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Connor Richards / By Connor Richards Daily Herald 

Flags outside UVU's Ira A. and Mary Lou Fulton Library in an effort to visualize the impact students can have by voting. 

Jerusalem Center celebrates 30 years at half its initial capacity as tension in area continue

Although the building has remained the same, the feel around the Brigham Young University Jerusalem Center has evolved since the facility opened three decades ago.

“It started out with a high level of suspicion and hostility, and it is now firmly integrated in the community,” said Jim Kearl, the assistant to the university president for the BYU Jerusalem Center.

Kearl has been involved with the center since 1989, one month after it opened. This year is the center’s 30th anniversary, which was celebrated earlier this month with a reunion event in Provo.

It’s more than the neighborhood feel that has changed. The center currently sees 84 students at a time, which will expand to 88 starting this winter. The enrollment is at about half the center’s capacity. Kearl said it was reduced after the center reopened in 2007 following rising tensions in the area.

“Mostly it has to do with the changing security environment,” Kearl said.

Prior to the enrollment cut, the center would take students regardless of which university they attended. After reopening, it decided to only admit students who have attended a full year of college and are enrolled at BYU, BYU-Idaho or BYU-Hawaii.

About 70% of the students who apply for the program’s lottery get in. Kearl said students apply not only for the study abroad experience, but for the religious aspect, as well. Being in the Middle East, he said changes a student’s perspective by giving them context to scriptures.

“They want to go study where the scriptures were developed, where the prophets roamed the land and where Christ lived, and taught, and gave up his life,” Kearl said.

For Allie Beckett, attending has also become a family tradition. Beckett, a senior studying family life with an emphasis in human development, grew up hearing stories about her mother’s experiences in Jerusalem. Her mother attended the BYU Jerusalem Center in 1987 and was in the first group of students to move into the current building.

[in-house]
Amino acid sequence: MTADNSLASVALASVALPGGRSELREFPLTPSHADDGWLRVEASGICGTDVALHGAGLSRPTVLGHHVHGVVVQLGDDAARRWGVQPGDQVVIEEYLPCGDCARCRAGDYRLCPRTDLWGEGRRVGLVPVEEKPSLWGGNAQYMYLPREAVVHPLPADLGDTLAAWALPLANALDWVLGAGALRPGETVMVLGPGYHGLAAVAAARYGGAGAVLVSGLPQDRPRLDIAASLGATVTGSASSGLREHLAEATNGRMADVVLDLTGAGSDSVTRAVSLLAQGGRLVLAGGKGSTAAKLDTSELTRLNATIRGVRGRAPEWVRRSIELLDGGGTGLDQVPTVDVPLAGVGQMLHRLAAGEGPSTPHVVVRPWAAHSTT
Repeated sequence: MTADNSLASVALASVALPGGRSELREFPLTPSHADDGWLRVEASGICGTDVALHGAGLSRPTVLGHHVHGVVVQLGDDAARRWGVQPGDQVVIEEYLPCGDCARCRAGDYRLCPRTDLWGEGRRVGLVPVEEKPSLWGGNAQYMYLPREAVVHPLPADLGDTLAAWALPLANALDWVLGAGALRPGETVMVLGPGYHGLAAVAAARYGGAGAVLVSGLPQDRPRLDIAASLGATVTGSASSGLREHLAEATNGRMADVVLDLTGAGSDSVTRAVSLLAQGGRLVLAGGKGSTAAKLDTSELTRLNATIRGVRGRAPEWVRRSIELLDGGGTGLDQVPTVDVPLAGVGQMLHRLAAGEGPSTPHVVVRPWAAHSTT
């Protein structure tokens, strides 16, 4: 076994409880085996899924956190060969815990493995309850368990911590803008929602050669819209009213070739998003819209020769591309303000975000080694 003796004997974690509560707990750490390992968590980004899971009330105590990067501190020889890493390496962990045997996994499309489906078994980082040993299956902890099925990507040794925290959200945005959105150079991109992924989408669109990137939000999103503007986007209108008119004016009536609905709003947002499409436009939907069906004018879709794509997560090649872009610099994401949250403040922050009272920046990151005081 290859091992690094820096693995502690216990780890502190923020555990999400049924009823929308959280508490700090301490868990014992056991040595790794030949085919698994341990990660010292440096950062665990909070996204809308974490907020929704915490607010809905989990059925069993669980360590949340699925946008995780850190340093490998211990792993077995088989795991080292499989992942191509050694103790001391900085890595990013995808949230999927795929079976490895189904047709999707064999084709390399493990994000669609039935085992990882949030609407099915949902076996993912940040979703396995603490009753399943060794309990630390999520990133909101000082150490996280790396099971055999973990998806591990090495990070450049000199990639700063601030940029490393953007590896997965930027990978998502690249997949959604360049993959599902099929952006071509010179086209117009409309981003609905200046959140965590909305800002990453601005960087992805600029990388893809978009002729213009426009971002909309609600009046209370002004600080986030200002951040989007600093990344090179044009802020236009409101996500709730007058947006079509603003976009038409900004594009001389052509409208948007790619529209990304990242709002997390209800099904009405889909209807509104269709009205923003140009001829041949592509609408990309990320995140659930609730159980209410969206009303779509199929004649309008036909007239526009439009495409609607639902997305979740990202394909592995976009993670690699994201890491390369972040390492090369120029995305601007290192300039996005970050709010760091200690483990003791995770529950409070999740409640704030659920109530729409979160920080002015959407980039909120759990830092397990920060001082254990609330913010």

“Because of her, I made the same goal to work hard and save up my money so that I could come to Jerusalem and have those experiences, too,” Beckett, who is at the BYU Jerusalem Center, said in an interview over social media. “It is really neat to know that my mom can totally relate to all of the incredible experiences that I am currently having.”

The students live together in dorm-style rooms, share classes and eat together. Their instructors double as church leaders.

“Every day I look at the beautiful, elegant, white-stoned halls of the Jerusalem Center with its arched windows and stunning view of the Old City and I am filled with gratitude that I am here right now,” Beckett said.

The unique setting also means that students have to follow additional rules, such as requiring more conservative dress than BYU’s honor code requires.

“We have rules that we think protect students from potential problems and help them become better members of the community,” Kearl said.

The center is located within the Palestinian part of the city. Kearl said the students don’t dress like locals, and that the center wants its attendees to easily be recognized as students of the BYU Jerusalem Center.

“They are not primarily identified as Americans,” Kearl said. “Their primary identification is ‘young Mormons,’ or as ‘students of the Mormon university.’”

The students also aren’t allowed to proselytize as part of an agreement from The Church of Jesus Christ of Latter-day Saints to quell resistance to the center’s opening.

The center talks to students about being aware of what is going on around them, and has an internal messaging system that allows students to be alerted about issues. If there is uproar in the Old City, Kearl said the center will wait for another day to visit it.

“We try in every way to give them as much latitude and freedom in terms of exploring as possible,” Kearl said. “But we want them to be smart.”

Kearl said the center has actively worked to have a reputation of being neutral in the Israeli-Palestinian conflict.